for b.

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There are two trees in front of the house next door. They bloom twice a year, once in the spring along with all the other trees, and again in the fall after they have lost their leaves. I never knew trees could do that, and even though I’ve seen them bloom twice before, this year again it amazes me. It feels rebellious, audacious. Generous. These beings of nature that do their own thing but manage to give of themselves in the process.

I’ve been connecting with some very old and very dear friends the last few days, some with whom I haven’t spoken in years, following the passing of a friend we all shared. It hit me that I am at that age – when friends my age start to go. I’ve lost important people in my life – grandparents, friends, my child. I’m not new to death or loss or grief. But this hit me differently.

Life feels tenuous today. I feel hyper aware of something I know but manage most of the time to ignore: that nothing is guaranteed.

And yet here we are. We bloom when we can, we fall when we can’t stay up. And then sometimes we manage to bloom again, like those trees.

Like those trees, we reach out to each other, but sometimes not enough. Sometimes it takes a loss to remind us.

This is for you, B. Thank you for your adventurous and generous heart, for your wit and humor, and for all you gave of yourself to all of us who love you.

 

fresh spring air

I attended a funeral yesterday for someone very dear in our community. Her death was unexpected, accidental. Her time came too soon. It was a graveside funeral attended by so many. She was such a presence in the community that it’s impossible right now to imagine it without her. She was one of the first people I met here almost two years ago, instantly welcoming. She embraced my children and they loved her right back.

Hers was the third graveside funeral I have attended in my lifetime. The last one was for my baby daughter, Tikva, almost seven years ago. My most vivid imprint from that day was that her coffin was so small that the man from the funeral home carried it in his arms, without the gurney he had brought that is used for larger coffins. The first graveside funeral I went to was in Paris almost 20 years ago when I traveled with my father to be with our family as we buried a patriarch, my beloved great uncle. The other funerals I’ve attended have all been indoors, in a chapel or synagogue or church.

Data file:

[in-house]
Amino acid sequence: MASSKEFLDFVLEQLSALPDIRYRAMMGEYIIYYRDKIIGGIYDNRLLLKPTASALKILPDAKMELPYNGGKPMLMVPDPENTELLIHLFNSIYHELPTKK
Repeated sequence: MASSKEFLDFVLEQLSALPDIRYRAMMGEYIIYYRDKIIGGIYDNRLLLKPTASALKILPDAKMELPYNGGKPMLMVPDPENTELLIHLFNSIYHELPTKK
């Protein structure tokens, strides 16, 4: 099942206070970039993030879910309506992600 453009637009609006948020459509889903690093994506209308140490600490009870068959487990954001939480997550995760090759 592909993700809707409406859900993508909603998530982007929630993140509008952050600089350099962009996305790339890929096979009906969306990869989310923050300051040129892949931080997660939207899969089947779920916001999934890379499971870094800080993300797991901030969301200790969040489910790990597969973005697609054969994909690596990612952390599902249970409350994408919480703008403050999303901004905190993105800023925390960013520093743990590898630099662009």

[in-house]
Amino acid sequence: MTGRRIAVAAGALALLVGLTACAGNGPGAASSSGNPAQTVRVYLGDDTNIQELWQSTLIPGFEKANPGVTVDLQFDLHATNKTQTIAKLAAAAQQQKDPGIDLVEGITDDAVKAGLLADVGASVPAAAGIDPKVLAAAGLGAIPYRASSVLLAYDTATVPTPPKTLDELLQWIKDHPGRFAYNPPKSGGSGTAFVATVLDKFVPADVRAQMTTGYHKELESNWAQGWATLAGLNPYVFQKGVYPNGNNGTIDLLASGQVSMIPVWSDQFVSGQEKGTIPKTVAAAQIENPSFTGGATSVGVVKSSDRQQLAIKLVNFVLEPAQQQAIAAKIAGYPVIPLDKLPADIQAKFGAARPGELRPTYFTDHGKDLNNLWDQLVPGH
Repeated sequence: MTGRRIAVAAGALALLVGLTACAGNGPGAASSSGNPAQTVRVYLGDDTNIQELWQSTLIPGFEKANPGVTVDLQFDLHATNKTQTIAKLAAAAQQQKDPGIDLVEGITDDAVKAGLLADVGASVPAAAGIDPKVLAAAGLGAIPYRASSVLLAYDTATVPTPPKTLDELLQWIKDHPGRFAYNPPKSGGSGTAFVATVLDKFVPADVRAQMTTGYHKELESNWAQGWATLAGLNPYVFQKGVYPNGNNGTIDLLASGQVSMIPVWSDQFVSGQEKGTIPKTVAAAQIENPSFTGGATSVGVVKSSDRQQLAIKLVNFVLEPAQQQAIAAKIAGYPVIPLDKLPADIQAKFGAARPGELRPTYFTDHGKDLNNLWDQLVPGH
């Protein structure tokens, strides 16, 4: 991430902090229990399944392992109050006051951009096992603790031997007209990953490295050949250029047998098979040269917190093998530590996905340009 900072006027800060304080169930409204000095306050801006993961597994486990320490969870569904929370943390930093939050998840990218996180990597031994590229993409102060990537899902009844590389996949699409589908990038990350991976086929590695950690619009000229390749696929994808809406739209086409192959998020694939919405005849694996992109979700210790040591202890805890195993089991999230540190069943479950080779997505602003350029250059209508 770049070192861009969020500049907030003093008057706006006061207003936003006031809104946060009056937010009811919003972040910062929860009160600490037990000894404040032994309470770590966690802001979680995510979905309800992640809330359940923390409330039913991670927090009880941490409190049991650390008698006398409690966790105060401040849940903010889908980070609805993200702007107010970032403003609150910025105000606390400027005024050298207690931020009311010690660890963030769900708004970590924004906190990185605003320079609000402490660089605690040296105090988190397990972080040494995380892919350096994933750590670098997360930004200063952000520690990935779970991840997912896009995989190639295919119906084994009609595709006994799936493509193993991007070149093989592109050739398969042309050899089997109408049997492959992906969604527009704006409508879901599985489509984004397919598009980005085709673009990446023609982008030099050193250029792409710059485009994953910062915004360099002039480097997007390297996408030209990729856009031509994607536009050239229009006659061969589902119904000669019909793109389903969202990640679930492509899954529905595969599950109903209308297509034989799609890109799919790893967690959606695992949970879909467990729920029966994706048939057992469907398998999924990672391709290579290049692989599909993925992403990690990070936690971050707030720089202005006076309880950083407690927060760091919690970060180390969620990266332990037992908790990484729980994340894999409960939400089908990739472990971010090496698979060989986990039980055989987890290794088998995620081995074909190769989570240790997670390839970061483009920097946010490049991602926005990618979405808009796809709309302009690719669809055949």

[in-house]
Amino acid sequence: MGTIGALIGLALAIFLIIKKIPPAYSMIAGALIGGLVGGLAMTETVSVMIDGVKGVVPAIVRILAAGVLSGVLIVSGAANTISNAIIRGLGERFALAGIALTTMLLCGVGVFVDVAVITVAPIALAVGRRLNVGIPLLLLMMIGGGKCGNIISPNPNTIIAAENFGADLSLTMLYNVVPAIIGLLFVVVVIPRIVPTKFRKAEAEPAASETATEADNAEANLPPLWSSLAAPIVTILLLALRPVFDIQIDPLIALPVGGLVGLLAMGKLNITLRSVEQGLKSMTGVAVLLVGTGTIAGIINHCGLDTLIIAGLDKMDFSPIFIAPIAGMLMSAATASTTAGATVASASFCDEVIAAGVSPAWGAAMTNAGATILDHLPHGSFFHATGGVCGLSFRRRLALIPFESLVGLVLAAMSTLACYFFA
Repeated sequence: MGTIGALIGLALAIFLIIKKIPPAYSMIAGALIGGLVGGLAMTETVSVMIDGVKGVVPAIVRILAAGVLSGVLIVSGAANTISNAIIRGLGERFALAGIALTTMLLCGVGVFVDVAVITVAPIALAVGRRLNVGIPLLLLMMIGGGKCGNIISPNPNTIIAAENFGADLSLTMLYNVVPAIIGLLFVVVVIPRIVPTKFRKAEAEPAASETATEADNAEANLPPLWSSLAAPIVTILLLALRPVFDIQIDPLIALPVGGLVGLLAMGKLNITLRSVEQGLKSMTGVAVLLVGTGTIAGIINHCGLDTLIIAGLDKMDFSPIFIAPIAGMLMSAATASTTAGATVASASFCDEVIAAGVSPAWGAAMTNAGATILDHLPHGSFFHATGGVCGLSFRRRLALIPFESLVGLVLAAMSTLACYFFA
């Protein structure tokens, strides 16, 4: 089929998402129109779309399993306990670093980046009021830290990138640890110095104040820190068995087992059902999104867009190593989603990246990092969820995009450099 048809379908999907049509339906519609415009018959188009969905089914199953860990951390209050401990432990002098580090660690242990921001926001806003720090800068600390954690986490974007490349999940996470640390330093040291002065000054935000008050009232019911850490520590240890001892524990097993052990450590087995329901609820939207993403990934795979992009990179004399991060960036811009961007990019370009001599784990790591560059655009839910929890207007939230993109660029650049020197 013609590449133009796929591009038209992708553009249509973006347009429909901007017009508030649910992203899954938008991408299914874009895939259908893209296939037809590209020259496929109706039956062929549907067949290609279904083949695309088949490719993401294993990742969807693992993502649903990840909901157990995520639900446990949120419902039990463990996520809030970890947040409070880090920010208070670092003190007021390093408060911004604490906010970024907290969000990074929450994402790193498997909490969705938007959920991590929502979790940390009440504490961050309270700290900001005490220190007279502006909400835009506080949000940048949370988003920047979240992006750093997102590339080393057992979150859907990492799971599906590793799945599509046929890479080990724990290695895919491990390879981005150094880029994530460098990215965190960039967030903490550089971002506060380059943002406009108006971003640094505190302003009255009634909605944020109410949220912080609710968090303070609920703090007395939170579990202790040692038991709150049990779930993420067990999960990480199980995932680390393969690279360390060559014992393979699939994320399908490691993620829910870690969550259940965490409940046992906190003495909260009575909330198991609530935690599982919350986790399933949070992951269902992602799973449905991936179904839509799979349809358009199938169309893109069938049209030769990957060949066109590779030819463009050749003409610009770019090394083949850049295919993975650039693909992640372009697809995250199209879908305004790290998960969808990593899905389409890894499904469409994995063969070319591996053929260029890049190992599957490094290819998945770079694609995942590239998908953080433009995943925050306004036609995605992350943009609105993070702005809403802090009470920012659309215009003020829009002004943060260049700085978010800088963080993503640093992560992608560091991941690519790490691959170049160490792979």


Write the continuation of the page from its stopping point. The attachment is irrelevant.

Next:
When I was in eighth grade, after a fierce battle with cancer, my grandmother died just a few months before my bat mitzvah. She was a Holocaust survivor and her determination and fight showed in how long she survived with pancreatic cancer. I loved her so much; being in her presence was like being enveloped in love and nurturing. She knit, she crocheted, she cooked, she baked, she hugged. It was April when she died and the grave diggers were on strike, so she wasn’t buried until a few weeks later. My mom didn’t let me go to the cemetery that day, I’m not sure why. She said it was enough that I had been at her service at the funeral home a few weeks before. It didn’t feel like enough to me. Perhaps there is some kind of closure in seeing a loved one’s body lowered into the ground, and something inside me knew I needed that. I had dreams for years afterwards that I carried my grandmother’s coffin around, looking for a place to bury it.

When I was a freshman in high school, a friend took his own life on the train tracks behind the school. I remember the cops thought a homeless person had been killed by the train, because it was 1986 and my friend wore a trench coat and dyed his hair black, and only homeless people wore trench coats, right? I remember the minister at the church service wore a belt buckle that said “BOB.” I think Pink Floyd was played.

I’ve been to two viewings at Catholic funerals, but only entered the room where the deceased lay at one of them. Viewings are unfamiliar to most Jews, whose dead are buried naked except for a muslin shroud and sometimes a prayer shawl, in a simple pine box, and caskets are always closed.

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At one point yesterday, close to the end of the service, I moved away from the crowd and looked down the hill, listening to one of the rabbis as he spoke so beautifully. I don’t know what I was thinking about exactly, but it felt as if I were holding all of the deaths I had experienced in the past and all the deaths that awaited in the future in that one present moment. I took a deep breath, then another. Cemeteries have always felt strangely peaceful to me, especially on sunny days. Birds flew overhead, a fuzzy caterpillar walked on the grass and paused for a moment next to a man’s shoe, a turtle swam in the man made lake nearby. At my feet was a headstone for a man named Sol who had died in 2002 at the age of 92. I hope I get at least 92 years.

There is so much I don’t know about what awaits me, but that doesn’t really scare me. It’s kind of freeing to accept all I do not know. I go about my days hoping I will get so many others. Then I stop to pause in moments like these – standing graveside waiting to help shovel dirt over the burial place of a friend – and I think about how precious life is, how finite, how miraculous. In Tikva I learned that some souls do all of the work of an entire lifetime in 58 days, while others need decades. From my friend who was buried yesterday, I am reminded to live fully, to love unconditionally, and to show gratitude for how precious it all is and how lucky I am to be able to take another deep breath of fresh spring air.

Rest in peace, M. I will miss you.